EU Parliament puts off TTIP debate
The EU Parliament postponed the planned TTIP debate on Wednesday. It was clear in advance that an agreement would not be reached due to the large number of proposed amendments. After a tumult in the plenary session Parliament President Martin Schulz decided to put off the debate. Schulz has violated the principles of democracy, commentators criticise, and see the discussion about the free trade agreement increasingly falling victim to populist manoeuvring.
EU Parliament President abusing his power
On the surface the dispute in the European Parliament may be about protecting foreign investors through private arbitration tribunals (ISDS) but what the President of the EU Parliament Martin Schulz is really trying to do with the delay is support the European Commission and the German government, the left-leaning daily taz suspects: "Using a procedural trick ('too many amendments') he has sidestepped democracy in Strasbourg. In doing so Schulz has once again abused his power. … With its vote the Parliament could have charted out a clear course in the negotiations with the US. But clearly that didn't fit in with the agenda of a politician who always makes sure that everything goes in the direction his big buddy [and German Vice Chancellor] Sigmar Gabriel and Chancellor Angela Merkel want it to. … We can only hope that the EU Socialists and Democrats group will rebel against being muzzled and put the TTIP and the ISDS firmly back on the agenda - before the most important topic of this legislative period is postponed indefinitely."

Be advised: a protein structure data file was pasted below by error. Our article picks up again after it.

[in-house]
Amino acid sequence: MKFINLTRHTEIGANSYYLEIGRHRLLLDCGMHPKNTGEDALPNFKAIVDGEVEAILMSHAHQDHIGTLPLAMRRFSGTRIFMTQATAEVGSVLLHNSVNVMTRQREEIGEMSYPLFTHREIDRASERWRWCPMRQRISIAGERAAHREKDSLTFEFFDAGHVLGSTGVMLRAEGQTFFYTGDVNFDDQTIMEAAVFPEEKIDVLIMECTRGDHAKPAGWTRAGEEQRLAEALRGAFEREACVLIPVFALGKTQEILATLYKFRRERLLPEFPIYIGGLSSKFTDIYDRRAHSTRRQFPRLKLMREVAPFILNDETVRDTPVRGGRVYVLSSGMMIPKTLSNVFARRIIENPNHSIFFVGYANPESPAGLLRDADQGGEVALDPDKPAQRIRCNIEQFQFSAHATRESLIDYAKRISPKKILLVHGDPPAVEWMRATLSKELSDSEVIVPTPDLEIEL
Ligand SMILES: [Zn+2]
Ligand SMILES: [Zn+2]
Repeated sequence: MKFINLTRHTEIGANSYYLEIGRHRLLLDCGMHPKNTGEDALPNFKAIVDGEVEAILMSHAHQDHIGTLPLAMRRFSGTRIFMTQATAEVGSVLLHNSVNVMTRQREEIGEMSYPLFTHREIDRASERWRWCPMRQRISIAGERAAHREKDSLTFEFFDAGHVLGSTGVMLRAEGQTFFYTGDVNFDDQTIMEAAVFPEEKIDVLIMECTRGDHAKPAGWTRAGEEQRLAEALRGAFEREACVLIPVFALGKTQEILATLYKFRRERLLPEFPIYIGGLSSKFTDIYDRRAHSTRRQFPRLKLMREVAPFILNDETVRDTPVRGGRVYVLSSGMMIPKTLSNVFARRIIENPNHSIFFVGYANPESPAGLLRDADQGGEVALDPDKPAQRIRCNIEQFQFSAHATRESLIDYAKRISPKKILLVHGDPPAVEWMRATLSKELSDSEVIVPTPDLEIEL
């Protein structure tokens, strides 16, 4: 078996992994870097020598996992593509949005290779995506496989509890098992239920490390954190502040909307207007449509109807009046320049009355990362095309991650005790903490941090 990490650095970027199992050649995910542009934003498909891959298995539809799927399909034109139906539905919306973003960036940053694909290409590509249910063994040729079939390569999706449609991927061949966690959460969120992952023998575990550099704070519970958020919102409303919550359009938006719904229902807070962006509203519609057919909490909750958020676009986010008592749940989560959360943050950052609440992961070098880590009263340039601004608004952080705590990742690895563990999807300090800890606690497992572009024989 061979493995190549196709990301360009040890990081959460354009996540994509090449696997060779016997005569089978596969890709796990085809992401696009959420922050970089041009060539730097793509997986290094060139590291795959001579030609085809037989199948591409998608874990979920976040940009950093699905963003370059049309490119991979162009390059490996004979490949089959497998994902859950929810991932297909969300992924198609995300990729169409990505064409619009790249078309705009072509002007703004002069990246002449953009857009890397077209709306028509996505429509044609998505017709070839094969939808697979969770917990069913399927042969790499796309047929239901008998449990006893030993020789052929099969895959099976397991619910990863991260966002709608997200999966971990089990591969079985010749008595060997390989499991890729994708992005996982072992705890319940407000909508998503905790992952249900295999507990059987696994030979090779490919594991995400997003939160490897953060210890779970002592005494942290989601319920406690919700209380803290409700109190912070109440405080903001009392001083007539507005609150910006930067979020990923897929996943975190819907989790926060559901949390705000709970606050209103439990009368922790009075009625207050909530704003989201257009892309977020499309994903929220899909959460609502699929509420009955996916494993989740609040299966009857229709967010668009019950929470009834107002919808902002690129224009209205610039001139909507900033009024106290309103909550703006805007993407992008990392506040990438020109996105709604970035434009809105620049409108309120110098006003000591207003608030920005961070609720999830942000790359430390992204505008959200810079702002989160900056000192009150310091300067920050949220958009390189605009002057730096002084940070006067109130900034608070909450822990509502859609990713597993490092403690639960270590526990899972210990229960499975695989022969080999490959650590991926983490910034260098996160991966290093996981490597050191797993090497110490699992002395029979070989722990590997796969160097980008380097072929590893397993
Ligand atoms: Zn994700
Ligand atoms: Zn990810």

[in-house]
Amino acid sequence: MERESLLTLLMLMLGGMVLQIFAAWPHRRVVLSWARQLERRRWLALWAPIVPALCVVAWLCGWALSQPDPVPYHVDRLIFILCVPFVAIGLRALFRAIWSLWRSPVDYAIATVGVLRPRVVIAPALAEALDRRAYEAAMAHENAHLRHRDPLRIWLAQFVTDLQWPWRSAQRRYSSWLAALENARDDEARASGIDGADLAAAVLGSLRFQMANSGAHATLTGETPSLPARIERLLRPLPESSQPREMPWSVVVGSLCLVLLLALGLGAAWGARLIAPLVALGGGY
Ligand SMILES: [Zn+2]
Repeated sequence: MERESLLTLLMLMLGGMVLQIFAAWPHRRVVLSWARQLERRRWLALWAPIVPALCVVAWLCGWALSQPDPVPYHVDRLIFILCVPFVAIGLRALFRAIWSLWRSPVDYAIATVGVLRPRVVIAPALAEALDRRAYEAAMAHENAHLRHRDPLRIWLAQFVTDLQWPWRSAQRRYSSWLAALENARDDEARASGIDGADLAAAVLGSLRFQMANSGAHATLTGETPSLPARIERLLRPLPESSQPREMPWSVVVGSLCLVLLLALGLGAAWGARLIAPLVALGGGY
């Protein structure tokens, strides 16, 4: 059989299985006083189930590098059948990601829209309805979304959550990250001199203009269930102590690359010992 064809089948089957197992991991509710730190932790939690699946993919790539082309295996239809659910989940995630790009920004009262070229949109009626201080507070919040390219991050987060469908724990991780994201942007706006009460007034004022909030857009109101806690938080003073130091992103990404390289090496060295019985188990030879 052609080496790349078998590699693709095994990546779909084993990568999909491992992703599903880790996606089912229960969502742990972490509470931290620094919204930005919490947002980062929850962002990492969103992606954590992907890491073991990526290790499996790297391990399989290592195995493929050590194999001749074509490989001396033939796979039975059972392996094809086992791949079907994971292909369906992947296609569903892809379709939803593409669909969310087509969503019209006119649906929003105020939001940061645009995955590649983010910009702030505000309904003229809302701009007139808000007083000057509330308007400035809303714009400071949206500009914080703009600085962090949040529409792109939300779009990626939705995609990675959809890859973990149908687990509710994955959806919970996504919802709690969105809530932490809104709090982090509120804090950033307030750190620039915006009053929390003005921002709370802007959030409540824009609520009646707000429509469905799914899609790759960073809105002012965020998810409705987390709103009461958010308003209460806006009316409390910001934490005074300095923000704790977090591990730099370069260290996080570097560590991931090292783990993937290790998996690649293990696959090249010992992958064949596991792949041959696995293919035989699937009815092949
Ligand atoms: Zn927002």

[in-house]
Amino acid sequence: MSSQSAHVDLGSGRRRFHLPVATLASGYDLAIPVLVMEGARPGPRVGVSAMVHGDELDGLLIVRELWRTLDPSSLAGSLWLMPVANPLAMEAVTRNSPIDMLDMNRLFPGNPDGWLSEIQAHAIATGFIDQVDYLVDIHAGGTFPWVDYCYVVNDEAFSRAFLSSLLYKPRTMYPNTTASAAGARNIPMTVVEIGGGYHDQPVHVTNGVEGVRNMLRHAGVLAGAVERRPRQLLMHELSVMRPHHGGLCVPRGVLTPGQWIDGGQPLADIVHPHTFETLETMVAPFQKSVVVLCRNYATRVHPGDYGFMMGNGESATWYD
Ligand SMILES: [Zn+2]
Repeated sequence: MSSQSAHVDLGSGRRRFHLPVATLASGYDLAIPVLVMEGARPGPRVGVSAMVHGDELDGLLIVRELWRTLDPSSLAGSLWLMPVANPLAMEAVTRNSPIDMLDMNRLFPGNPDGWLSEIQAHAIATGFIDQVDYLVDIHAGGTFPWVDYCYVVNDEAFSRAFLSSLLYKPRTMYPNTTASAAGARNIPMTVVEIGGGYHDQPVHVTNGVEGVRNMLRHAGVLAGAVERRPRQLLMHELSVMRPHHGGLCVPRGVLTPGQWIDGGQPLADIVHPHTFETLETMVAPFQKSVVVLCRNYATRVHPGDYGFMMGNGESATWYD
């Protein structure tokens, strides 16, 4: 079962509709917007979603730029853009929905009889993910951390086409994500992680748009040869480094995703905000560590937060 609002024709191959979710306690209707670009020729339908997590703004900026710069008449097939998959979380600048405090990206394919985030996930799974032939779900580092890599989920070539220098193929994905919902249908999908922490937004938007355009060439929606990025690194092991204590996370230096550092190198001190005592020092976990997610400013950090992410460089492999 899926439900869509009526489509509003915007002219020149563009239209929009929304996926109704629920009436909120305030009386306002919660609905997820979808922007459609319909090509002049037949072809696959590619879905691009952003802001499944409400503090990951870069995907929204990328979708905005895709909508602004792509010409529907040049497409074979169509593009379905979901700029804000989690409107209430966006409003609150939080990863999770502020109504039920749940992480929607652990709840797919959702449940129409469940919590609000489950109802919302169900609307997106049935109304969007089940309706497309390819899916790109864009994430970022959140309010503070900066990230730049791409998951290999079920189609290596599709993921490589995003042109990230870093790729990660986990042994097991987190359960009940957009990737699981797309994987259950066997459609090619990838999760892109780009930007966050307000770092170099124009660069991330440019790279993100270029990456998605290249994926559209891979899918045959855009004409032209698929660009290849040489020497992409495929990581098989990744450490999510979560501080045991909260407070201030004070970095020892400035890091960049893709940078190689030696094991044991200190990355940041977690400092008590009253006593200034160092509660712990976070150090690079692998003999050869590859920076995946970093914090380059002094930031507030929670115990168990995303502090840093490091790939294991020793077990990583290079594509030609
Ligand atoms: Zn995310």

TTIP exploited for populist ends
The highly important debate on the TTIP has been commandeered by populists, the centre-left daily Der Standard complains: "The main responsibility [for the postponement of the agreement] is borne by the divided Socialists and Democrats group, who support the TTIP but double dealed on the controversial arbitration tribunals for investors. In public many socialists criticise the agreement, above all in Austria. But in the Trade Committee they voted for a reformed arbitration tribunal. However before the vote 68 S&D members of parliament backed an amendment put forward by the Greens and the Left Party which demands just the opposite. The piqant detail here was that the Greens, like the Left faction, made no secret of the fact that what they wanted was to halt the entire TTIP agreement - to the satisfaction of the anti-EU groups on the right. So the complex issue of the TTIP threatens to be crushed by pure populism."
Unclear signals from the EU Parliament
Annoyed at the sudden postponement of the debate the left-leaning daily Duma comments as follows: "Could it be that the EU's only directly elected institution is refusing to take the concerns of Europe's citizens seriously? Or does the postponement of the TTIP debate mean that the European Parliament is reacting to pressure from Europe's civil society and has decided to pull a symbolic brake so it can work out amendments to the agreement? Perhaps the Parliament is also afraid that the vote on the TTIP will reveal the MEPs' true colours. Or that the TTIP will be rejected. Or is it the usual strategising and secret agreements that are behind the delay? How should we interpret the MEPs behaviour? Why are they afraid of a TTIP debate?"